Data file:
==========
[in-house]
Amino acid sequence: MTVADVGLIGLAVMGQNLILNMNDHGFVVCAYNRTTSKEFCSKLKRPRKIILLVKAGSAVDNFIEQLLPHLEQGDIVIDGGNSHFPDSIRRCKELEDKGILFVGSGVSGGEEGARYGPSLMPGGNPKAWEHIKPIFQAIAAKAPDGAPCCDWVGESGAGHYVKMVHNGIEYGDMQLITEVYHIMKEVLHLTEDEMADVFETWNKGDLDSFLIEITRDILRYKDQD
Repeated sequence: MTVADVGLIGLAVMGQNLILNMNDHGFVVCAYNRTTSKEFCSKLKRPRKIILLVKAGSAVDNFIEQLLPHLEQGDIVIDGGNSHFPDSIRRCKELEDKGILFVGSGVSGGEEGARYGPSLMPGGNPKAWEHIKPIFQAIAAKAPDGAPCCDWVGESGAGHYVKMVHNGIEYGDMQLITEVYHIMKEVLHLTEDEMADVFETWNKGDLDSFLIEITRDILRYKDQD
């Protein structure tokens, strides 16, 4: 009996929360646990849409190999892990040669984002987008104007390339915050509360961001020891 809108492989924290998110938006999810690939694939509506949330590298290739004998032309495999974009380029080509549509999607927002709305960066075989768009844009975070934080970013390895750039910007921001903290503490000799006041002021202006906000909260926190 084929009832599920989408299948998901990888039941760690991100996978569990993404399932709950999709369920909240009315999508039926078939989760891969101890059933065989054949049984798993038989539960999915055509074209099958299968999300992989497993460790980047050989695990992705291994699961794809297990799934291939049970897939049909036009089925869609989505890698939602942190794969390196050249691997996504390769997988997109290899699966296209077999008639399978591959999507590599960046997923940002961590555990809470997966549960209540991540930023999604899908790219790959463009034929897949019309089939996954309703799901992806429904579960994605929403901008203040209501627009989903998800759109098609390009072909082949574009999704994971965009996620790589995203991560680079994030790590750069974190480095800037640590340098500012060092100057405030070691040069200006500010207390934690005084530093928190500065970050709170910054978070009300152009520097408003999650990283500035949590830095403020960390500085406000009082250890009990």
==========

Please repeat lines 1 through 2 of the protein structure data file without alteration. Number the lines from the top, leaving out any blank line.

[in-house]
Amino acid sequence: MTVADVGLIGLAVMGQNLILNMNDHGFVVCAYNRTTSKEFCSKLKRPRKIILLVKAGSAVDNFIEQLLPHLEQGDIVIDGGNSHFPDSIRRCKELEDKGILFVGSGVSGGEEGARYGPSLMPGGNPKAWEHIKPIFQAIAAKAPDGAPCCDWVGESGAGHYVKMVHNGIEYGDMQLITEVYHIMKEVLHLTEDEMADVFETWNKGDLDSFLIEITRDILRYKDQD